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The hidden cost of domestic abuse

10:00am February 05 2024

One of the less visible forms of domestic abuse is financial, yet it can be just as devastating in its emotional impact. 

Mary* had been subject to all aspects of domestic abuse during a seven-year relationship with her partner, but it was only after she left him that he targeted her finances, emptying their joint bank account within a matter of weeks. 

“I don’t think anybody would look at me and think she’s going to be a victim of domestic violence and especially financial abuse,” Mary says. “I’ve got over 20 years experience in the financial services industry. I was the primary breadwinner. I managed all our household money and expenses, yet it still happened to me.”

Mary is far from alone in her experience, with 4.2 million Australians, or 21 per cent of the population, having experienced partner violence or abuse since the age of 15, according to a study by the Australian Bureau of Statistics published in November.  

The study also found that 16 per cent of women, and nearly 8 per cent of men, had experienced partner economic abuse. 

“Financial abuse can mean a range of things - everything from controlling someone’s money right through to controlling the decisions they make and the freedom that they have with that money,” says Kate Fowler, Westpac’s Head of Customer and Business Assist. 

Behaviours that characterise economic abuse were defined in the ABS study as including the manipulation, control, isolation and intimidation of the person they are aimed at and are often repeated.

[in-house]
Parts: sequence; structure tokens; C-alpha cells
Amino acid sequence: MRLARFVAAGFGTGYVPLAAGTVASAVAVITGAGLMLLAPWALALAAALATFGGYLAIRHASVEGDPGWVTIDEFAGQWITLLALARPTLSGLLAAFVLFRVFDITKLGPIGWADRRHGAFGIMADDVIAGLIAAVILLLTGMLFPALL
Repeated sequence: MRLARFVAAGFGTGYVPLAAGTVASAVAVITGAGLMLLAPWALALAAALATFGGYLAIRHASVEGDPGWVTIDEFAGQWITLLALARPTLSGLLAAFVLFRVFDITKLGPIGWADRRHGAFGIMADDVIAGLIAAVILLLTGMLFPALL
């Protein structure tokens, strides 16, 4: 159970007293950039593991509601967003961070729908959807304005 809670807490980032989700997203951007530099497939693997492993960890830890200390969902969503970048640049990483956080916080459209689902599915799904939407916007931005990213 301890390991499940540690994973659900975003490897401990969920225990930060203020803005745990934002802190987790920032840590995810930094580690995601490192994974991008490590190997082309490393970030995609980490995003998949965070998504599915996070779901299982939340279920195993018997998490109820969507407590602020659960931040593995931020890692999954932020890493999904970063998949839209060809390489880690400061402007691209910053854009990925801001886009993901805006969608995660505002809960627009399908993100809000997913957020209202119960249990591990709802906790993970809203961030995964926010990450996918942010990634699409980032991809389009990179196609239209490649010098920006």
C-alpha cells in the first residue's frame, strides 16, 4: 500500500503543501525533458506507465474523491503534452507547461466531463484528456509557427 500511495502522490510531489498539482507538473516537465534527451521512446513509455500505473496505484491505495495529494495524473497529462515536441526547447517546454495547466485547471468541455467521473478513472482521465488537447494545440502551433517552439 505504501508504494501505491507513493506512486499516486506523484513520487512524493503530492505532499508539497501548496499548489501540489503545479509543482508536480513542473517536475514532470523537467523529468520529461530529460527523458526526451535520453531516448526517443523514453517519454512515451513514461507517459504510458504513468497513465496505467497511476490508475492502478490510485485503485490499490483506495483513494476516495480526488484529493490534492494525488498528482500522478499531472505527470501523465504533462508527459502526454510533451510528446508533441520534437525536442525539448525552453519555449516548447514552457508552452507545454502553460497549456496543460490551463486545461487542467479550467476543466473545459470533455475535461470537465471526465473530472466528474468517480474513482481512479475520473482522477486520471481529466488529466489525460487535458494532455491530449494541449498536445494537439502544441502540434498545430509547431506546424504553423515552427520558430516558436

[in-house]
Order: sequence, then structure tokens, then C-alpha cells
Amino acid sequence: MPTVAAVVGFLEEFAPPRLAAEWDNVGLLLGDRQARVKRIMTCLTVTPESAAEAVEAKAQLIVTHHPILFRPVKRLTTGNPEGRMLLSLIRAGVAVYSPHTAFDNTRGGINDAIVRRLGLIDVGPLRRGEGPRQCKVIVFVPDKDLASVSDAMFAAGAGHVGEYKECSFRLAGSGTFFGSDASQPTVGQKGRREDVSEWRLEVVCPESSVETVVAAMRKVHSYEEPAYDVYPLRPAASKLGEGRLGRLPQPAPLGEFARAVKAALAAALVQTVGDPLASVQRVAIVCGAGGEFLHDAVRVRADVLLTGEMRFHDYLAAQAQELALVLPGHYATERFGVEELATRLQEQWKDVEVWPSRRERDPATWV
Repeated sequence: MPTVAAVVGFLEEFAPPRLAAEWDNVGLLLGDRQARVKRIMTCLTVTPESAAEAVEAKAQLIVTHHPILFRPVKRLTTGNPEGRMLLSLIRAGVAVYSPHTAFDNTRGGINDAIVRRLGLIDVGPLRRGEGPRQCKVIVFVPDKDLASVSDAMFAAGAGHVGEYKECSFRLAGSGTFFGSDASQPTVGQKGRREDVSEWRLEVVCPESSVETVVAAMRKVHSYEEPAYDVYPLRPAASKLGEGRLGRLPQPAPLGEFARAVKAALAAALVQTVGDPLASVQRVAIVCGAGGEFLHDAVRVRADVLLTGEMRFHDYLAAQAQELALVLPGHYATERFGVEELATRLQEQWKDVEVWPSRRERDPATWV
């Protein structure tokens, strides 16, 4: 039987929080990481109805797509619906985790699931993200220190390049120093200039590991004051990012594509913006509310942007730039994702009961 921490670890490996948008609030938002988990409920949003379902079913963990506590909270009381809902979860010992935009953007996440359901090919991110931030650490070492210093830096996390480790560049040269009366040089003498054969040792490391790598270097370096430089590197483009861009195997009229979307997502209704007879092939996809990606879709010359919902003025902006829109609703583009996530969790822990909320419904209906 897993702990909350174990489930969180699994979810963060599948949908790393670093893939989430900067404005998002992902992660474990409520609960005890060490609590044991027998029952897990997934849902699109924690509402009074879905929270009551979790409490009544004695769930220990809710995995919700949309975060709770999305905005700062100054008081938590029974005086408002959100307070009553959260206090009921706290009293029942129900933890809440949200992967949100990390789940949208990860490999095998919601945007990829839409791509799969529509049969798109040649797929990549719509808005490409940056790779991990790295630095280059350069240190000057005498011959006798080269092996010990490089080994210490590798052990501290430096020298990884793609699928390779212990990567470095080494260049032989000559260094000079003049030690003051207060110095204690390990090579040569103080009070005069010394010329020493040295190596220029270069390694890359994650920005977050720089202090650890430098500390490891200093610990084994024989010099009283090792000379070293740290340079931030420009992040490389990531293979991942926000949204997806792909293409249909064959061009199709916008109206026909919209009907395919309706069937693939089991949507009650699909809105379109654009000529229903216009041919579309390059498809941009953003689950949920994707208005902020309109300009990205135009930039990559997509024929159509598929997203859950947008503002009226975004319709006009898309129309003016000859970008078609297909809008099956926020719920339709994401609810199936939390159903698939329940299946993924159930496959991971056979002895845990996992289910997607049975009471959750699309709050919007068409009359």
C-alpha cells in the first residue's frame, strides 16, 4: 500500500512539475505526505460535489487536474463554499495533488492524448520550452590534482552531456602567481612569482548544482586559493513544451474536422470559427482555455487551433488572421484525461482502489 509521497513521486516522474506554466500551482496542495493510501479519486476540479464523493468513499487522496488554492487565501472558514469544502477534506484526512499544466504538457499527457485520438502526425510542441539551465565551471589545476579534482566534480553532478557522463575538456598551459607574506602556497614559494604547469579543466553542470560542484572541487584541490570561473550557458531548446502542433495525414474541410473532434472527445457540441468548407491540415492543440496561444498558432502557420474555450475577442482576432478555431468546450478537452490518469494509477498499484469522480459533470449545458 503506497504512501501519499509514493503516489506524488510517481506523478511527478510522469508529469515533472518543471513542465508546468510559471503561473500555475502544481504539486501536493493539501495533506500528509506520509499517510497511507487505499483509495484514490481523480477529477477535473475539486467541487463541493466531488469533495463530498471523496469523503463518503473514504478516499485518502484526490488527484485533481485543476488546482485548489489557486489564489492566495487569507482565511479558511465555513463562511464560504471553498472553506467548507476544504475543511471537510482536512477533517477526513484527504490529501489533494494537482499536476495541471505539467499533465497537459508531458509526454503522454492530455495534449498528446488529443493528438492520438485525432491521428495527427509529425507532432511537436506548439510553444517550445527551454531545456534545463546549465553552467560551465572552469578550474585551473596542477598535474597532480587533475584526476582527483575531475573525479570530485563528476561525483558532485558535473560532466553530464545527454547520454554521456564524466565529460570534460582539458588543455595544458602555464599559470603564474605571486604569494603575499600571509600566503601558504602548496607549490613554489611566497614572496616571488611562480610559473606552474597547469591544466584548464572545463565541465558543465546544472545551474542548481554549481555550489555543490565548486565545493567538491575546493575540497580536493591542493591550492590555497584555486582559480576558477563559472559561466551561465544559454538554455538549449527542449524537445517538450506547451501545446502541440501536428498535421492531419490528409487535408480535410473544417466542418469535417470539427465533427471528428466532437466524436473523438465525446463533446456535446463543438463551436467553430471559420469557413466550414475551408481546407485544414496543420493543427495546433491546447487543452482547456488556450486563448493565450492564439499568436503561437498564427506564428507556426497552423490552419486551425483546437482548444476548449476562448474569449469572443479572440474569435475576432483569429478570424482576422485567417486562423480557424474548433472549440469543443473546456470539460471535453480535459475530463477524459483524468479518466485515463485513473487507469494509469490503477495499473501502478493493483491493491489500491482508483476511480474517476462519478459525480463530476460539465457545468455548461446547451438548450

Faced with an uncertain future, Mary turned to Westpac for support with her finances. 

“For the first time I thought I’m not alone. We started to discuss my options straight away, which gave me real peace of mind,” she says. “I was having almost daily phone calls with the team. Just to have the backing and feel that I wasn’t alone meant the world to me, especially in those first few months.

Mary’s advice to anyone going through a similar situation is to seek support. “Have a plan for how you’re going to escape and how you’re going to set yourself up.” 

Of course, it’s not always easy to leave an abusive relationship, and in some cases it can be dangerous. Westpac’s Customer and Business Assist team recommends that anyone thinking of leaving a relationship make sure they have a safety plan in place. 

More resources, including a safety planning checklist, are available from the national domestic, family and sexual violence counselling service 1800 Respect.

It took 18 months before Mary finally began to get her life back on track. But now she’s thriving again and has bought her own place. 

“The fact that I’ve been able to set myself up now for the future and gain that financial security is amazing,” she says. “I never thought that I would be where I am in those early days when I was on the phone every single day to the bankers trying to sort things out. But things do turn around.”

*Mary’s name has been changed to protect her identity.

This article relates to family and domestic violence. If you or someone you know is impacted by family and domestic violence and need help, contact 1800 RESPECT (1800 737 732) to talk to a counsellor. If you are in immediate danger, call 000. If you need support with your finances, reach out to your financial institution. 

Josh Wall is the Head of Video at Westpac Wire. Prior to joining the team, he spent 10 years as a video journalist and documentary filmmaker, most recently as Head of Video for the Guardian Australia. He also worked across numerous News Corp mastheads in Sydney as a presenter, producer, writer and video journalist. Josh is originally from Perth, Western Australia where he began his career by co-creating a video magazine that focused on music and the arts.

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